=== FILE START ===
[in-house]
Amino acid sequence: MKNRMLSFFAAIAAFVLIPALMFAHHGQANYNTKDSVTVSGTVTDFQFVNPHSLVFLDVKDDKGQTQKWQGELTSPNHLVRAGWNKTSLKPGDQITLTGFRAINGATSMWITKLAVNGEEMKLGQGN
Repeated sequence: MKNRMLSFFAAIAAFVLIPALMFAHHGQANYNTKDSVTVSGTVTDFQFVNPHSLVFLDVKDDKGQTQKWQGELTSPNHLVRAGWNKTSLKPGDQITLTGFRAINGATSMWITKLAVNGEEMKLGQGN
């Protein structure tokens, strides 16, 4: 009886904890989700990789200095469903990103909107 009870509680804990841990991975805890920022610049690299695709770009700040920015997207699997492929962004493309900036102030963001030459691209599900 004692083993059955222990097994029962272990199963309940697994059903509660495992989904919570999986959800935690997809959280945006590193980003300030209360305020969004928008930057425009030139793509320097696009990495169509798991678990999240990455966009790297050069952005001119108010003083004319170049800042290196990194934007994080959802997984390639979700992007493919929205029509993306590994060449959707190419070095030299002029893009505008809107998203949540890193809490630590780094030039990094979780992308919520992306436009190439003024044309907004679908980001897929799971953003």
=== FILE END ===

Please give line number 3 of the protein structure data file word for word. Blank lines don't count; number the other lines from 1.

Repeated sequence: MKNRMLSFFAAIAAFVLIPALMFAHHGQANYNTKDSVTVSGTVTDFQFVNPHSLVFLDVKDDKGQTQKWQGELTSPNHLVRAGWNKTSLKPGDQITLTGFRAINGATSMWITKLAVNGEEMKLGQGN